Double Dragon: Neon review
Double Dragon was a pivotal video game franchise years ago, and it embodied all of the ‘80s flair that was so prominent at the time. Decades later, Double Dragon: Neon marks the return of the series, and the return of that same ‘80s style that was so cherished all those years ago. The game starts out the way any fan of the series would want it to: with Marian getting punched in the gut by some thugs and being kidnapped. It’s up to Billy and Jimmy Lee to traverse 10 stages across Earth and in space to rescue her from the clutches of Skullmageddon, a hilariously voiced interstellar skeleton.
The bulk of what you’ll be doing in Double Dragon: Neon is punching, kicking, and tossing dudes (and dudettes) around. The combat remains entertaining throughout due in part to the game’s upgrade system. Enemies frequently drop cassette tapes that can boost stats such as health, attack, and magic, or grant you special abilities like executing a super spin kick, tossing a fireball, or summoning a powerful dragon. As you progress, you continue to collect tapes and upgrade your skills further. You can even visit sporadically placed shops to up your stats and purchase more tapes.
The addition of shops in Double Dragon: Neon is a nice little detail that gives you something to do aside from just beating people up the entire time. That said, when you’re taking out Skullmageddon’s cronies, it’s incredibly satisfying. You’ll find a variety of weapons scattered around the levels and equipped by enemies. You're definitely going to want to use these tools to your advantage. I can't stress enough how rewarding it was hearing the crack of a baseball bat as I whacked an enemy in the gut with it, or watching as baddies flinched after I tossed a boomerang at them.
Another element that keeps the combat interesting is the large cast of bad guys and tough chicks that you’ll encounter on your quest to save Marian. While you’ve got your standard grunts, there are also plenty of ridiculous enemies that will require you to approach them with different battle strategies. Vanishing geisha girls, somersaulting karate dudes, and even undead villains impede your adventure. And while the end goal is always to beat the crap out of these fools, getting there often requires some slick dodging skills.
A lot of the enjoyment in the original Double Dragon games spawned from the inclusion of two-player co-op. Double Dragon: Neon offers that same feature, and while it’s still fun going it alone, teaming up with a partner is an absolute blast. There’s just something exciting about having a buddy watching your back and taking on Skullmaggedon’s minions together in order to save Marian, all the while performing rad double-team moves that are executed with a slick high five animation. Unfortunately at this time, the game is lacking online co-op, but at least there are definite plans to patch that component in at a later time.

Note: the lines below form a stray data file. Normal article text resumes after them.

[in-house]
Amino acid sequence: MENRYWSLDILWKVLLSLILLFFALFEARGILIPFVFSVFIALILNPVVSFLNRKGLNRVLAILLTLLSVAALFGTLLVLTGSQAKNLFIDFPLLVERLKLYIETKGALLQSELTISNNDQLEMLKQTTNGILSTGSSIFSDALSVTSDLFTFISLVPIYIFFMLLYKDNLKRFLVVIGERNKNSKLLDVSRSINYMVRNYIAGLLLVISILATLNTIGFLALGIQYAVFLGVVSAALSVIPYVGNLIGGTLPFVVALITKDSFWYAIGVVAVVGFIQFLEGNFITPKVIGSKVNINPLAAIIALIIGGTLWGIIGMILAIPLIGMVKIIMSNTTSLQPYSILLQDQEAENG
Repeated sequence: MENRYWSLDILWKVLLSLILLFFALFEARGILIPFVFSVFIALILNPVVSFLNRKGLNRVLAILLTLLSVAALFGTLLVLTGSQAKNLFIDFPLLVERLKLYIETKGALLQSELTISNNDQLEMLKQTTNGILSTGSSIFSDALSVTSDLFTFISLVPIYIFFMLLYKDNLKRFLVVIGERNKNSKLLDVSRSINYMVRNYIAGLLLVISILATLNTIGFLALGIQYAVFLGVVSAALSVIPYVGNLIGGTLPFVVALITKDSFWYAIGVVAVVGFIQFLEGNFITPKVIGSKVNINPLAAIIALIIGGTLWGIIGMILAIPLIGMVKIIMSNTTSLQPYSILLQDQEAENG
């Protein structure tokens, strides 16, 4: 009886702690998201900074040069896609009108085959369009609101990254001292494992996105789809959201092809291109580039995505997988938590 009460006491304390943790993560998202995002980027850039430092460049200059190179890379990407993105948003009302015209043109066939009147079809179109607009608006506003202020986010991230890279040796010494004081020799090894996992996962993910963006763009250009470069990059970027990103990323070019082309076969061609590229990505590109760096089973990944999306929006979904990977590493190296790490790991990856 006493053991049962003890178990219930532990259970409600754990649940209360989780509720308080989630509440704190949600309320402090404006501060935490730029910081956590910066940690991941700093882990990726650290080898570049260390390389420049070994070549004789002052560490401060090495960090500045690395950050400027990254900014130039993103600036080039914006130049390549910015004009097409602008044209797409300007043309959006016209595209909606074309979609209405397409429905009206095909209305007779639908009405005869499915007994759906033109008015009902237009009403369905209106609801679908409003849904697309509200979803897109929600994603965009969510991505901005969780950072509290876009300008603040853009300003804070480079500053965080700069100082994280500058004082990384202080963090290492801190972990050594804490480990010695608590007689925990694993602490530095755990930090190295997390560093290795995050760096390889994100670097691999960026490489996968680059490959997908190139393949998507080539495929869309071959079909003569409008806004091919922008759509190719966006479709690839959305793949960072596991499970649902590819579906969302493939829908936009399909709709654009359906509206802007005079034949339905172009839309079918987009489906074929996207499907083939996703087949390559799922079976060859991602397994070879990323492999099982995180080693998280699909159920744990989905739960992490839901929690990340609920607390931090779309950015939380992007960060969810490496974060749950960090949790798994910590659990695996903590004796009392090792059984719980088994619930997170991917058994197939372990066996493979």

Visually, Double Dragon: Neon is a throwback to the ‘80s, with characters sporting tacky clothing and weird hairstyles, all the while duking it out in locales that are rife with bright lights. Environments look great, and character models are just as spectacular. As pretty as Double Dragon: Neon may look, its best attribute is its sound. All of the game’s original music sounds like it was ripped right out of the ‘80s. The upgrade menu features love ballads, pop, punk rock, and old school rap, all infused with that great ‘80s sound. The levels themselves also sport some incredible tunes. The voice acting is great, too, with characters spouting out enjoyably cheesy one-liners. Of course, Skullmageddon takes home the award as the star of Double Dragon: Neon.
As much as I enjoyed Double Dragon: Neon, there are a few quirks that stand out. If you’re not a fan of beat ‘em ups, you won’t find much enjoyment here. Additionally, because you can get through the whole game in about three hours, there’s no denying that Double Dragon: Neon is a bit light on content. There’s also an old school level of difficulty in the game that will likely put off a few gamers, especially if they’re playing the game without a co-op partner. If you’re into the series, the genre, and the time period it ever so successfully emulates, however, you’ll definitely be able to look past these minor gripes.
Double Dragon: Neon is proof that the beat ‘em up genre is still alive and kicking (and punching and summoning flaming dragons). The game is also proof that developer WayForward has a special golden touch when it comes to reviving beloved franchises and making them relevant. To put it bluntly, this is a true revival of Double Dragon, something I never thought I’d see. The game successfully captures that distinct ‘80s style in everything that it does. If you love Double Dragon, enjoy the raw action of beat ‘em ups, and have an adoration for the vibrant energy of the ‘80s, don’t deny yourself the privilege of experiencing this awesome amalgamation of all those elements. To call this game a revival wouldn’t do it justice. Double Dragon: Neon is a resurrection.
[Reviewed on PlayStation 3]
For a bunch of indie game and burrito talk, follow @thesanchezdavid on Twitter.